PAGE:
Photo of Ester Caffarel Salvador

Biotechnology & medicine

Ester Caffarel Salvador

Her innovative oral insulin pill may eliminate needles used to treat diabetes
Photo credit: Eric J Norman

Year Honored

Massachusetts Institute of Technology (MIT)


Hails From

More than 422 million people worldwide have diabetes, according to the World Health Organization. In addition, as their most recent data shows, this number has grown considerably in recent decades. In 1980, patients with diabetes accounted for 4.7% of the world's population and by 2014 this figure had risen to 8.5%. Today, most diabetics have to resort to insulin pens and pumps for treatment. These systems deliver the hormone through needles and can cause pain and injury, as well as transmit infectious diseases if the user does not carry out the treatment correctly.

In this context, an alternative to subcutaneous injections would improve the quality of life for people with diabetes. This is precisely the objective of the biotechnologist and research affiliate at the Langer Laboratory of the Massachusetts Institute of Technology (MIT), Ester Caffarel-Salvador. The young woman has designed pills capable of delivering insulin orally thus preventing invasive injection procedures.

"There has been research to try to administer insulin orally for almost a century," says Caffarel-Salvador, who has developed her project together with a multidisciplinary team. The biotechnologist points out that one of the main difficulties in achieving this lies in the fact that insulin tends to degrade within the gastrointestinal tract instead of being absorbed. This complication occurs because this substance is not able to easily penetrate through the biological barriers of the human body.

Caffarel-Salvador has managed to overcome this difficulty with her medical devices SOMA (Self-orienting Millimeter Scale Applicator) and LUMI (Luminal Unfolding Microneedle Injector). The LUMI allows oral administration of drugs through capsules composed of dissolvable micro-needles loaded with the drug. The SOMA, on the other hand, is one of her most developed prototypes and is structured in the form of a millimeter pill, the size of a pea, able to administer insulin without being degraded in the process. This pill reaches the stomach and delivers the hormone into the internal mucosa of the gastrointestinal tract, preventing it from degrading and spreading through the stomach and intestine. Thus, the insulin reaches the blood in the necessary dose. Thanks to this new research, Caffarel-Salvador has become one of the winners of  Innovators Under 35 Europe from MIT Technology Review.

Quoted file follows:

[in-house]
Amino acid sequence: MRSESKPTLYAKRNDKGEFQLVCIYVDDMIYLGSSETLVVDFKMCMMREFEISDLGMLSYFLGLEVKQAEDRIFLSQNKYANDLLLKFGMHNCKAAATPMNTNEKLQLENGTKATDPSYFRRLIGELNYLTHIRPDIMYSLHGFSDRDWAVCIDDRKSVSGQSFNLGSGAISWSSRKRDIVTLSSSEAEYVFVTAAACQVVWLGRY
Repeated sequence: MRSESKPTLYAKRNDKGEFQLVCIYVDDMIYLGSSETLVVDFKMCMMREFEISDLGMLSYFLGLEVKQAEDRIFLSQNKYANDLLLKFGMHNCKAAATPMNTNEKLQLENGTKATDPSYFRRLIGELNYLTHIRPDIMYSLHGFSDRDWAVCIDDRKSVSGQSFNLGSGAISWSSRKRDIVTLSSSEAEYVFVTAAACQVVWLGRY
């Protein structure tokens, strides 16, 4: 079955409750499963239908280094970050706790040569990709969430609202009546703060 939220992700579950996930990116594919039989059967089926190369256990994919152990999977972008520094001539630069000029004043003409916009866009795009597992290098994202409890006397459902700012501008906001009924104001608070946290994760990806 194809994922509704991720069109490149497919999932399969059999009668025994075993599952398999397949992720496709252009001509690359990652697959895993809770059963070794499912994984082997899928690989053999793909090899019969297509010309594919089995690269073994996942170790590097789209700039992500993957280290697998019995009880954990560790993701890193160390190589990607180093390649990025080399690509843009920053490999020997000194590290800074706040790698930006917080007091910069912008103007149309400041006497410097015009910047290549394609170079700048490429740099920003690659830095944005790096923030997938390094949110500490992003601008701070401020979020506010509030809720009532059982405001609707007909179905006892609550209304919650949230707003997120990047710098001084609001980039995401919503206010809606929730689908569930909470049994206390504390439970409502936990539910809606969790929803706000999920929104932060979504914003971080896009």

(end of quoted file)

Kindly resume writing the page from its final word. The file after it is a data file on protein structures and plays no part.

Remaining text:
Through this research, Caffarel-Salvador has co-authored several international patents. These patents include details of how these pills work and the self-activation and self-correcting mechanisms that make it possible to detect where to administer insulin. "This oral supply would have a positive impact on the care of patients with diabetes," points out Caffarel-Salvador, who adds that, "although there are many techniques focused on improving diabetic treatments, there is currently no simpler way to supply insulin than the oral route." In addition, this technology also opens the door to improved injection-based therapies, such as immunosuppressants, to treat rheumatoid arthritis and inflammatory bowel disease. Her contribution to the project lies mainly in the development, design, and execution of in vitro and in vivo clinical trials on animals such as rats and pigs. The young woman adds: "Our challenge now is to further improve this project and move on to clinical trials.” 

So far, consolidated scientific magazines have already echoed this research. For example, Science published an article on SOMA in February 2019 and Nature wrote an article on LUMI in October 2019. Several multinational companies are also showing interest for the insulin pills. The MIT team is now continuing to work with the international pharmaceutical company, Novo Nordisk, to further develop the technology and optimize the manufacturing process for the capsules.

Emmanuelle Tognoli, Associate Research Professor at the Center for Complex Systems and Brain Sciences at the Atlantic University of Florida (USA) and member of the Innovators Under 35 Europe 2019 jury, believes that "this micro-device for delivering drugs has the potential to revolutionize the care for diabetic patients, and when it does, it will have room to explore countless other applications."

By Alba Casilda
Translation: Brian Bostwick